By 1938, Welles was the toast of Broadway thanks to his revolutionary productions of Julius Caesar, and Macbeth. But it wasn't them that got him noticed in Hollywood, it was a legendary radio play that caused a public panic.
In between theatrical engagements, Welles had been writing, directing and acting in radio plays since 1936. And in October of 1938, just months after the failure of Too Much Johnson, he and the Mercury Theatre broadcast a remarkable adaptation of H G Wells' War of the Worlds on CBS Radio.
To make the story seem more real and immediate, Welles cleverly told the story through a series of fake news bulletins. They were done so well they convinced many listeners that a real alien invasion was under way, and some people in the vicinity of New York even fled their homes.
The resulting scandal did not go unnoticed in Hollywood, and Orson Welles turned down a number of offers before RKO made him one he simply couldn't refuse. The studio's president George Schaefer gave him a two-picture deal guaranteeing complete artistic control, from script, cast and crew to the all-important final cut.
It was unprecedented, especially for a totally untried director, but Orson took it in his stride.
Since he'd been a baby in his cot his eccentric mother Beatrice had been telling him that he was a genius, and now the time had finally come to prove it.
He toyed with several projects including an adaptation of Joseph Conrad's Heart of Darkness before settling on the idea for Citizen Kane. It would be a kind of fake biopic inspired by the life of newspaper baron William Randolph Hearst, and Welles developed the idea with the help of the mercurial, drunken but brilliant screenwriter Herman J Mankiewicz.
Welles used only Mercury Theatre actors for all the main roles, and would play the part of idealistic orphan turned debauched multimillionaire Charles Foster Kane himself.
He was a total amateur when it came to making films, and he later admitted to watching John Ford's classic Western Stagecoach "every night for a month" to figure out how the whole thing worked.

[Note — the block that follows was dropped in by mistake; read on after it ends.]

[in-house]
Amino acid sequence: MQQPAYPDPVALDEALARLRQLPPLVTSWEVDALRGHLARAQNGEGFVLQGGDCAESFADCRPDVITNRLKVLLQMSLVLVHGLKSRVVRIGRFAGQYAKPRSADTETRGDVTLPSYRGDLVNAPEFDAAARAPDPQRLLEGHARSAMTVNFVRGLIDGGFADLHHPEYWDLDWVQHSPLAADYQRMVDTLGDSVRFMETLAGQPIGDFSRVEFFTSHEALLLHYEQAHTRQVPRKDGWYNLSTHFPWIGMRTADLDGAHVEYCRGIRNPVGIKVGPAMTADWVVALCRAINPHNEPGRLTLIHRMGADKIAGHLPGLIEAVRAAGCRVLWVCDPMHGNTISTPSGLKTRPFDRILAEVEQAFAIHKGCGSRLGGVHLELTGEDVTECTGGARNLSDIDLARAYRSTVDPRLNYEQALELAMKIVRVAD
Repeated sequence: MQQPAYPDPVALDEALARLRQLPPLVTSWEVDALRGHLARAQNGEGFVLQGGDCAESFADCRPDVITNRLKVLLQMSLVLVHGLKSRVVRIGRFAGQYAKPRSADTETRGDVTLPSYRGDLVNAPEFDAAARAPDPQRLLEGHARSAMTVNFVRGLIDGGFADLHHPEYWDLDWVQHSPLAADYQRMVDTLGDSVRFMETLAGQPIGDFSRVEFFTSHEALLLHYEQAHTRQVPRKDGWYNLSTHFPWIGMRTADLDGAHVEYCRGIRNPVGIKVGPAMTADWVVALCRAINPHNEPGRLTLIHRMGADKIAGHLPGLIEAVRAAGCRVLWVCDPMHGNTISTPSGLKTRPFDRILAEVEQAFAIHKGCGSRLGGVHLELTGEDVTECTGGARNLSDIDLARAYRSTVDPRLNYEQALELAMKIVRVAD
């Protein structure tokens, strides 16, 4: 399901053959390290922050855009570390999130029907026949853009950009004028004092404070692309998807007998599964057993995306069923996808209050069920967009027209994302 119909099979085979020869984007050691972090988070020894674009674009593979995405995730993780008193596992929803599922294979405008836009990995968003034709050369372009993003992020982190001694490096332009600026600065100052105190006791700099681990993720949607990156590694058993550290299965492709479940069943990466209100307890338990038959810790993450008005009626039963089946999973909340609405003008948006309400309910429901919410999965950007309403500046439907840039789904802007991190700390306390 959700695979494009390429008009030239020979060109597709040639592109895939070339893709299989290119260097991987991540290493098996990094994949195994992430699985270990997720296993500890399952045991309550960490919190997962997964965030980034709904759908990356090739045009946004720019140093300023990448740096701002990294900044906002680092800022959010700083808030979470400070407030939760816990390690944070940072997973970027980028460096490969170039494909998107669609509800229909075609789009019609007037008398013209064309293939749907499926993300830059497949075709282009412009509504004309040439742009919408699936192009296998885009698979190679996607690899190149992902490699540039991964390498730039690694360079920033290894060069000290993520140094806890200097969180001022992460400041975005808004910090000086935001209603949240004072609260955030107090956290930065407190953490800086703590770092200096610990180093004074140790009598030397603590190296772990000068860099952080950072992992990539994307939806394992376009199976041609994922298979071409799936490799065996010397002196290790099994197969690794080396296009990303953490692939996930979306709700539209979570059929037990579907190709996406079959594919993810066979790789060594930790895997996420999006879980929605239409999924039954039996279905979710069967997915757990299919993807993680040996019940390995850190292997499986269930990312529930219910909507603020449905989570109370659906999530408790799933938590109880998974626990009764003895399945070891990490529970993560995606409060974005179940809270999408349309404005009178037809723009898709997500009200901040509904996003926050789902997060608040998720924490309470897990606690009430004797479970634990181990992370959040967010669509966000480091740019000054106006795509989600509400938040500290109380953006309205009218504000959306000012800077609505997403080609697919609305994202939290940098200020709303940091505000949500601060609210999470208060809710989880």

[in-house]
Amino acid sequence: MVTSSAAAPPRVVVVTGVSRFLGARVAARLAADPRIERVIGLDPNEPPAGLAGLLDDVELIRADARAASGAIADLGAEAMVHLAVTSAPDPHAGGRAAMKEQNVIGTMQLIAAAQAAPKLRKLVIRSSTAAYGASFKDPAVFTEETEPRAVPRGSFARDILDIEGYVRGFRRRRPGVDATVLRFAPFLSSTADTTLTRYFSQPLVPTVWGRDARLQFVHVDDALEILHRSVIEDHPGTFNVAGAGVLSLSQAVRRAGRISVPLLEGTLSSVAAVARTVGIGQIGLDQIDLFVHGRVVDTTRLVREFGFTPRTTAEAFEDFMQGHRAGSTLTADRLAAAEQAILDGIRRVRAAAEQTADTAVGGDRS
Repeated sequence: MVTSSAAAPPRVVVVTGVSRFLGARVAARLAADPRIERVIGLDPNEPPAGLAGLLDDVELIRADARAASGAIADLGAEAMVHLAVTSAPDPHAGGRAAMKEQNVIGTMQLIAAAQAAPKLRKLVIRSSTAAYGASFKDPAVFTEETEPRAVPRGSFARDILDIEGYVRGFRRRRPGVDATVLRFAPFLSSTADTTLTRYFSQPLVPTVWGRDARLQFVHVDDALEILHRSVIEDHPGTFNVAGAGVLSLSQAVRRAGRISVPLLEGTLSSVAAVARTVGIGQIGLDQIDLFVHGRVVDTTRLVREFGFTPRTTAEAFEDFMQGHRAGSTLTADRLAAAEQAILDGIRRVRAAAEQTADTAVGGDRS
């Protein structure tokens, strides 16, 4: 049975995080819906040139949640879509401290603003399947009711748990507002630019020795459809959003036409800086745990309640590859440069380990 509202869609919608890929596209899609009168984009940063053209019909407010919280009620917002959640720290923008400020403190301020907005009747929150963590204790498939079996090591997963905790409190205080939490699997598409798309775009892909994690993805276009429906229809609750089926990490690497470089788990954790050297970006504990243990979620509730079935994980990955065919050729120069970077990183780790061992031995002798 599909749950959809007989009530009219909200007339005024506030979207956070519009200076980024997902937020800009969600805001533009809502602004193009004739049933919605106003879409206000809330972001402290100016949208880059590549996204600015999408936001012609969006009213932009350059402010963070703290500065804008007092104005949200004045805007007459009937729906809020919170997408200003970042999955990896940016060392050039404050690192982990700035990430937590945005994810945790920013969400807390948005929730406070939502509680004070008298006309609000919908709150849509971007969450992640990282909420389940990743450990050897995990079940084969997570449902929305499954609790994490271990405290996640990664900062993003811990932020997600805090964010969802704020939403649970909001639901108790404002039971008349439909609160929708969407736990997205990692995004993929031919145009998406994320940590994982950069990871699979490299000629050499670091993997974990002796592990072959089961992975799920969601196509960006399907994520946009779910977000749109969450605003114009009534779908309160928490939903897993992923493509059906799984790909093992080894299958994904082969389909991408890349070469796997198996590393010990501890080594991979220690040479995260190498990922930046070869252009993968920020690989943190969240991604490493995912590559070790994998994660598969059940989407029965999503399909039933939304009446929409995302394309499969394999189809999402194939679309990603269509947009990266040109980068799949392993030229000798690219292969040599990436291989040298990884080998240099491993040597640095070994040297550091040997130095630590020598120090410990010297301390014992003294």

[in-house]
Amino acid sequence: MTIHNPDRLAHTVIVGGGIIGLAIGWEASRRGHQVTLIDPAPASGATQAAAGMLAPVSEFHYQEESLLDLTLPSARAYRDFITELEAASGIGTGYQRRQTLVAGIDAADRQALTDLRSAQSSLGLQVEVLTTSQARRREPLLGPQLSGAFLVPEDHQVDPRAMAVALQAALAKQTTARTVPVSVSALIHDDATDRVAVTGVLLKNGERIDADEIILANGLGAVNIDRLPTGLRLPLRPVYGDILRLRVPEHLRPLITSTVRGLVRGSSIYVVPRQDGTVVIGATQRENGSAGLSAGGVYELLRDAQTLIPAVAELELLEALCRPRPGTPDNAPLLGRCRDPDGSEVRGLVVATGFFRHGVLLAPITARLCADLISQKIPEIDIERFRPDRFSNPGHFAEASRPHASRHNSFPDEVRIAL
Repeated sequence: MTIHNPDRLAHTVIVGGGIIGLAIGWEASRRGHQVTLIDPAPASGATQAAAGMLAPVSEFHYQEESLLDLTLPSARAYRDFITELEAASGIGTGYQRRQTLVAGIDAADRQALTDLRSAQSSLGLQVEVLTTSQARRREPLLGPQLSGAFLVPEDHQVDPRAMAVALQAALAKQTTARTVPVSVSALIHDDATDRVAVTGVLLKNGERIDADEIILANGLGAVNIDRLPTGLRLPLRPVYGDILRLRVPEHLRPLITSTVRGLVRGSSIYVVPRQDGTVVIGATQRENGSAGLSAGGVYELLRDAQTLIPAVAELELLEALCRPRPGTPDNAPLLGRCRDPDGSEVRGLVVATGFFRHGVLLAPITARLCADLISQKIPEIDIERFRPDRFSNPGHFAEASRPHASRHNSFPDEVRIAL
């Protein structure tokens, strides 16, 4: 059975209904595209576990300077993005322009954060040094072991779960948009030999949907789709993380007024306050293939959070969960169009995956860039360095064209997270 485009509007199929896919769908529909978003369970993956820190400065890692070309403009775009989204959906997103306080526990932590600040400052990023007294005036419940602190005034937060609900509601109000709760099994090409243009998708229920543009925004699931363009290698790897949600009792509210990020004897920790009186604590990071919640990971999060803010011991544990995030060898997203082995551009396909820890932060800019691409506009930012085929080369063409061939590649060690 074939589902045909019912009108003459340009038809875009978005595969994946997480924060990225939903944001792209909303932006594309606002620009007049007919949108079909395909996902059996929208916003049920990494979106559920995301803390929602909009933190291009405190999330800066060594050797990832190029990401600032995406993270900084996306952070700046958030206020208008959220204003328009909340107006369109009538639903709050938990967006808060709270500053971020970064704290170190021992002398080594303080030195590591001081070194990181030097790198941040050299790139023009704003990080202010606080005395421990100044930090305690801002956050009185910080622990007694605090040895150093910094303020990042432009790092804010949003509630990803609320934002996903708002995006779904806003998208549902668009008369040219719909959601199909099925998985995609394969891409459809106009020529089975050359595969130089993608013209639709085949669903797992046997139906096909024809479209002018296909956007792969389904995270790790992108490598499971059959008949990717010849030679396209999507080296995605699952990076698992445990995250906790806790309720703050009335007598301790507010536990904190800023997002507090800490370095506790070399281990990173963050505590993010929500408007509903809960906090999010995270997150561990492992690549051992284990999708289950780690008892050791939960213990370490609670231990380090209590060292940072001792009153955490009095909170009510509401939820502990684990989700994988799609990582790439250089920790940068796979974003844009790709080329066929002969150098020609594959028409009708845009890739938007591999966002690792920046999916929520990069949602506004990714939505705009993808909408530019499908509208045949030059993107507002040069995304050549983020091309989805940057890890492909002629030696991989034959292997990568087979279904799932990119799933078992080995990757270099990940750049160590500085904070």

In fact his utter ignorance of the filmmaking process worked to his credit, because Welles kept trying to do things that either weren't possible or hadn't been done before.
The master cinematographer Gregg Toland was his willing accomplice as he tore up the rulebook in creating a film that used images rather than words to tell his story.
Welles and Toland shot from below, used deep focus photography, impressionistic lighting, elaborate rising boom shots involving vast sets and cunning models, and of course staged the famous bravura crane-fade shot through the skylight of a shabby nightclub.
Nothing like Kane had ever been seen before: its genius was obvious, even to those disinclined to sit through it.
However, when it was released in the summer of 1941, strong notices were accompanied by a vitriolic campaign against the film in the various newspapers and magazines that were owned by William Randolph Hearst. There was much resentment in Hollywood too, where hack actors and directors were threatened by this brash and multi- talented upstart.
In the end, Citizen Kane failed to recoup its million-dollar budget at the box office. And, though the world seemed at Welles' feet in 1941, he was already marked out as a troublemaker in Hollywood, and he would spend his later years wandering Europe taking odd acting jobs to raise money for his films.
He made some good ones, but life would prove surprisingly hard for the ageing boy genius.